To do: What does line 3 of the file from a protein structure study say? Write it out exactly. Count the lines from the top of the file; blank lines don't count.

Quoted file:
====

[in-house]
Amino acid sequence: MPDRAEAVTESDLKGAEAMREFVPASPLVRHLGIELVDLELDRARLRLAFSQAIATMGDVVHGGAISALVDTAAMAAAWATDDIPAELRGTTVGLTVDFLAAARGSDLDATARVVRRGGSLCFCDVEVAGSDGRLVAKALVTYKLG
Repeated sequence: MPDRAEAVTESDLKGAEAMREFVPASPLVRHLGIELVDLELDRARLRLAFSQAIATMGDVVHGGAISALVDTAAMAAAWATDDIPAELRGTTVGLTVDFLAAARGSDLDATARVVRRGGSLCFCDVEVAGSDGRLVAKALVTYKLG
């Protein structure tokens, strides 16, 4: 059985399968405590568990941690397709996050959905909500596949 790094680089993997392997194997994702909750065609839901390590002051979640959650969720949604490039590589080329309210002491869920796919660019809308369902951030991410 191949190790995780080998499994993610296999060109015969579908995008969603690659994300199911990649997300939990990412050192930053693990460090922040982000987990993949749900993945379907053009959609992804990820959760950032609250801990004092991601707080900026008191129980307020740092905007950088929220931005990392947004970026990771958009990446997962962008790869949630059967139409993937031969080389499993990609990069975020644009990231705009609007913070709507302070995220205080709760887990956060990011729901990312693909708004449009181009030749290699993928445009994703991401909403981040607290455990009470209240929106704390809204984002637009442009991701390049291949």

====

Repeated sequence: MPDRAEAVTESDLKGAEAMREFVPASPLVRHLGIELVDLELDRARLRLAFSQAIATMGDVVHGGAISALVDTAAMAAAWATDDIPAELRGTTVGLTVDFLAAARGSDLDATARVVRRGGSLCFCDVEVAGSDGRLVAKALVTYKLG